Bishop Ward introduces opportunities for conversation about ways United Methodist churches can engage in ministry with veterans and military families dealing with physical and moral injury.
Grace and peace to you in the name of Jesus Christ.
In these last days of Lent, we move toward Calvary. There we see Jesus, beaten and crucified, and there he dies. On Sunday, very early, we discover with the women, a tomb, empty. Christ is risen indeed. Between Calvary and the empty tomb is the long long day of Saturday. The day of waiting, the day of remaining, the day of hoping and watching, a day of grief.
Today, about 80 laity and clergy are gathered to think together deeply about traumatic realities in our world, the theology of remaining after traumatic or moral injury. We are feeling led toward new ministries with veterans and their families, realizing that a theology of Holy Saturday is necessary if we are to experience the healing which God gives.
Tomorrow, Wednesday and Thursday of this week, there will be two gatherings, one at Camp Ground United Methodist Church on Wednesday and at Northwoods United Methodist Church in Jacksonville on Thursday. These gatherings will be an opportunity to think concretely about ways to be in ministry with veterans and their families. You’re invited to come tomorrow or Thursday if you feel led to engage in these very significant times of training and planning forward.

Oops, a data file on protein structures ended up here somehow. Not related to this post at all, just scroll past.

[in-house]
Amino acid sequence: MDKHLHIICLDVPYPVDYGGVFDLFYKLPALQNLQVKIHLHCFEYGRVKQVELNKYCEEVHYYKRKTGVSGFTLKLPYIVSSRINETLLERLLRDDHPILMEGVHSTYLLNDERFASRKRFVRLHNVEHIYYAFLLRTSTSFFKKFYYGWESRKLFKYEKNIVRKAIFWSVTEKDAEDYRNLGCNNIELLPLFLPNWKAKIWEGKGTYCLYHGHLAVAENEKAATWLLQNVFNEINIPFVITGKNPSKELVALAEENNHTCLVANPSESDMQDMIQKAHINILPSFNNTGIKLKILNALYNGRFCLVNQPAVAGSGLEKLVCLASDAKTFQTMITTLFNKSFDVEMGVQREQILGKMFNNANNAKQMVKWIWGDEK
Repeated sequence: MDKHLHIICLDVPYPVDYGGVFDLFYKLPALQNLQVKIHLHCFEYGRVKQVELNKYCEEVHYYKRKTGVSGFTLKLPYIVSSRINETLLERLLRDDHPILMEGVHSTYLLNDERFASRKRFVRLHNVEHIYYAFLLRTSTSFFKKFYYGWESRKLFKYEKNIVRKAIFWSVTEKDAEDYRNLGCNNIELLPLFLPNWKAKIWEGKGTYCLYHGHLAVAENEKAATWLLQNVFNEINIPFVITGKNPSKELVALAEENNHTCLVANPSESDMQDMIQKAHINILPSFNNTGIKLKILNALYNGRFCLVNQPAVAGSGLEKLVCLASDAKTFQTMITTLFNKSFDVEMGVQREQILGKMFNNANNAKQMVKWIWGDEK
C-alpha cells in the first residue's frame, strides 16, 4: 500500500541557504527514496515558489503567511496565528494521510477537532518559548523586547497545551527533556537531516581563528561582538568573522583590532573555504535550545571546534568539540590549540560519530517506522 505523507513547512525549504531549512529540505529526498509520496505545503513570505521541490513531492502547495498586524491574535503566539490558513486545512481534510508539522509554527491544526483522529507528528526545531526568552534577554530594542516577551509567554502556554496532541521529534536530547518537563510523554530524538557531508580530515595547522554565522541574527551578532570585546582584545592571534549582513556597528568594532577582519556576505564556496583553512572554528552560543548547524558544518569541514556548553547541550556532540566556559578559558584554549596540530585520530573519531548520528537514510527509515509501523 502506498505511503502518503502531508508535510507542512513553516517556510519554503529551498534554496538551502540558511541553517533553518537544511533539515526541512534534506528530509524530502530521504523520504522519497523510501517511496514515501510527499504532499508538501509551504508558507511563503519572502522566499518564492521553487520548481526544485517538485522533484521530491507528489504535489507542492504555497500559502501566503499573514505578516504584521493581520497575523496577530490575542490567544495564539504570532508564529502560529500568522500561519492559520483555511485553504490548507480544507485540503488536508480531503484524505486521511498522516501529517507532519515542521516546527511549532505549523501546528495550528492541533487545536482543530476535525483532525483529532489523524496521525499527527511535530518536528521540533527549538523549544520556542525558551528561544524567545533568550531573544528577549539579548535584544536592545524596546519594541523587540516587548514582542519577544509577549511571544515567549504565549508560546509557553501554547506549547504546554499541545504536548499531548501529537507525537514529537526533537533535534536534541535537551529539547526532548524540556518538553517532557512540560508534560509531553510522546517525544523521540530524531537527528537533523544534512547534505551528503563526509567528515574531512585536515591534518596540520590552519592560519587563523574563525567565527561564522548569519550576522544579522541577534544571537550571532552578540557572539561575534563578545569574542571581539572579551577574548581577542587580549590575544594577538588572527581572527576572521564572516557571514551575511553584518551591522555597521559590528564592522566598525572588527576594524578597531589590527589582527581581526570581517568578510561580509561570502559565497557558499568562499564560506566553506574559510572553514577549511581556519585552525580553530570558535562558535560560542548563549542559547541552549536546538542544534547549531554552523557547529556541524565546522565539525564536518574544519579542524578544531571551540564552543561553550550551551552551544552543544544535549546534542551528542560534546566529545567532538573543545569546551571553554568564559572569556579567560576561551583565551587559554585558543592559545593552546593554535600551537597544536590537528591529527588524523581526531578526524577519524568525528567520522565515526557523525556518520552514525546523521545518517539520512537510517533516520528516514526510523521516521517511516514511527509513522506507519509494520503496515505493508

We give thanks that Christ is with us at all times, and in all places. There are many places in our world where trauma has impacted the lives of people. We want to be engaged in good ways, redemptive ways, and healing ways with all God’s children. We know that in eastern North Carolina, we have one of the largest populations of military families in the United States. We want to engage well, to both learn and teach, so that together we may be faithful to all that God has called us to be.
I invite your prayers for these days of new beginning, in ministry together, here in the North Carolina annual conference.